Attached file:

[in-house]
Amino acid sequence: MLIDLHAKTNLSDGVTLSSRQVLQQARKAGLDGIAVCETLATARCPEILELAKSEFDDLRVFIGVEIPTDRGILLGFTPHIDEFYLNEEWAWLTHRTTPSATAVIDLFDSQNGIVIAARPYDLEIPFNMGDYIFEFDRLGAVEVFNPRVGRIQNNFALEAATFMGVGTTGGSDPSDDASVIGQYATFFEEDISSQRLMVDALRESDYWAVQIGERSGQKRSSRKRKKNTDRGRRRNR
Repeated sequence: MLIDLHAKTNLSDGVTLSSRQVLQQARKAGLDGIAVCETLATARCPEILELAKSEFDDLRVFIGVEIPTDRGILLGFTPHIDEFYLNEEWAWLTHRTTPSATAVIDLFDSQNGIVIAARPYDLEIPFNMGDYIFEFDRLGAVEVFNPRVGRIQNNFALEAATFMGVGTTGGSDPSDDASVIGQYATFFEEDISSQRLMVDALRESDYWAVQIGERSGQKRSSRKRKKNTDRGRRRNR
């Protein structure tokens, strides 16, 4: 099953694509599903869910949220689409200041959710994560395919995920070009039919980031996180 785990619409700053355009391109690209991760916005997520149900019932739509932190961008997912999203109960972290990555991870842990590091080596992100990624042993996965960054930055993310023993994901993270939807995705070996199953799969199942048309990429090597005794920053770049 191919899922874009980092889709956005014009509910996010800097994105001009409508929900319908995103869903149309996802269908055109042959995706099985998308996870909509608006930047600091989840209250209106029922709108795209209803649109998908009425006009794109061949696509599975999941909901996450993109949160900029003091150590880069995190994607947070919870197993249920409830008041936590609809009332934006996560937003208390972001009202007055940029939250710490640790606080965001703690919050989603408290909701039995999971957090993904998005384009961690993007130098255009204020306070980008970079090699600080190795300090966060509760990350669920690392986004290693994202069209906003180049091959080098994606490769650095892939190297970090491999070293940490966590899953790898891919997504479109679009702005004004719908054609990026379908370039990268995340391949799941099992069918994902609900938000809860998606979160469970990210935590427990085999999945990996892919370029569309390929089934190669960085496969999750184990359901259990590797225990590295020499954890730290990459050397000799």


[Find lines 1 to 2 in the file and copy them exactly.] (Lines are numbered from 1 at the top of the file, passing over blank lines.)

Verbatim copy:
[in-house]
Amino acid sequence: MLIDLHAKTNLSDGVTLSSRQVLQQARKAGLDGIAVCETLATARCPEILELAKSEFDDLRVFIGVEIPTDRGILLGFTPHIDEFYLNEEWAWLTHRTTPSATAVIDLFDSQNGIVIAARPYDLEIPFNMGDYIFEFDRLGAVEVFNPRVGRIQNNFALEAATFMGVGTTGGSDPSDDASVIGQYATFFEEDISSQRLMVDALRESDYWAVQIGERSGQKRSSRKRKKNTDRGRRRNR